Following the first professional loss of Ronda Rousey’s career at UFC 193 to Holly Holm in 2015, Ronda Rousey‘s coach, Edmond Tarverdyan, was the subject of much criticism. While Rousey lost the fight, many blamed Tarverdyan for giving Rousey a false sense of confidence in her striking prior to stepping into the Octagon with an elite level striker such as Holm.
When Rousey returned to the Octagon at UFC 207, many were wondering whether the former champ would step into the Octagon and showcase a new striking skillset. When Rousey ultimately stepped into the Octagon with women’s bantamweight champion Amanda Nunes, it took just 48 seconds for Nunes to stop the former champ via strikes.
Following the loss to Nunes, Rousey’s coach Edmond Tarverdyan once again shouldered the majority of the criticism for the loss as numerous members of the MMA community continued to bash the Glendale Fighting Club head coach.
With that being said, famed Tristar gym head coach Firas Zahabi defended Tarverdyan in a recent interview with BloodyElbow:
“I think Ronda has got power,” he said. “What Ronda doesn’t have, is fluidity, a technical speed. She doesn’t have a smooth coordination. She’s very jittery, she’s very mechanical when she punches, and she’s very wild and telegraphs very much.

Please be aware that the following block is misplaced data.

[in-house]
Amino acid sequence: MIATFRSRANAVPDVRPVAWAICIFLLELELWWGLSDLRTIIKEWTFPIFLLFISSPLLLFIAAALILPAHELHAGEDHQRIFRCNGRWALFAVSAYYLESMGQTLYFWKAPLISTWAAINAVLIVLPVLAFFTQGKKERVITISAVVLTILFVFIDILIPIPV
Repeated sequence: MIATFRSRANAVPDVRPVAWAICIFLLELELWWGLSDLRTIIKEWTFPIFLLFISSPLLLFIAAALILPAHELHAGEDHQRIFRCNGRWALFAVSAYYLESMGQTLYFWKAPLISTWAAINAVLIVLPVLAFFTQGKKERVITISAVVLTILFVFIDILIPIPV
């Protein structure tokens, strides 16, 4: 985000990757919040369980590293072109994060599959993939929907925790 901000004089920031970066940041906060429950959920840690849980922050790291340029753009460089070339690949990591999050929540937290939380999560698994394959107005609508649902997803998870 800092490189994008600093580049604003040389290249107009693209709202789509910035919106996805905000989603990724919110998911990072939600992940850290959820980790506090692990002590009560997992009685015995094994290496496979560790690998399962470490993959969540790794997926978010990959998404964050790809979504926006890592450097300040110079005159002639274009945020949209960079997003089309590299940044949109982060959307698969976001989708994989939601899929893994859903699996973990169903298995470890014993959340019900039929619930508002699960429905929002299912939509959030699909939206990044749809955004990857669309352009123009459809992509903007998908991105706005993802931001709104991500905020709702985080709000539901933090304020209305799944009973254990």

“Her punching level is not at an expert level,” he said. “However, is that her coach’s fault? I would say no, it is not.”
“I know a lot of guys are blowing your tops off now, but it’s not his fault,” Zahabi explained. “She is not the first athlete in MMA to fail at developing a striking game.”
“I know what you guys are going to tell me, ‘Ben Askren is a better striker than Ronda Rousey. Maia’s striking is better than Ronda Rousey’s. Why is Rousey’s striking is very stiff and mechanical?’ Is it because of his coach? I don’t think it is.
“Before you start burning your computers, hear me out. Take for instance, Ben Askren, great fighter. His coach, Duke Roufus, is an extremely competent striking coach. No one can debate that, and he has proven himself over and over again. Why isn’t Asrken’s striking like Anthony Pettis? Is it Duke Roufus’ fault? No it is not.
“The reason why a Ben Askren or a Ronda Rousey’s striking usually — not always — doesn’t hit that high level, is because they’ve spent so much time wiring their brain and their body and their nervous system to fight in one particular way. It’s opportunity cost. Every time you do one thing, you’re costing yourself in another.”
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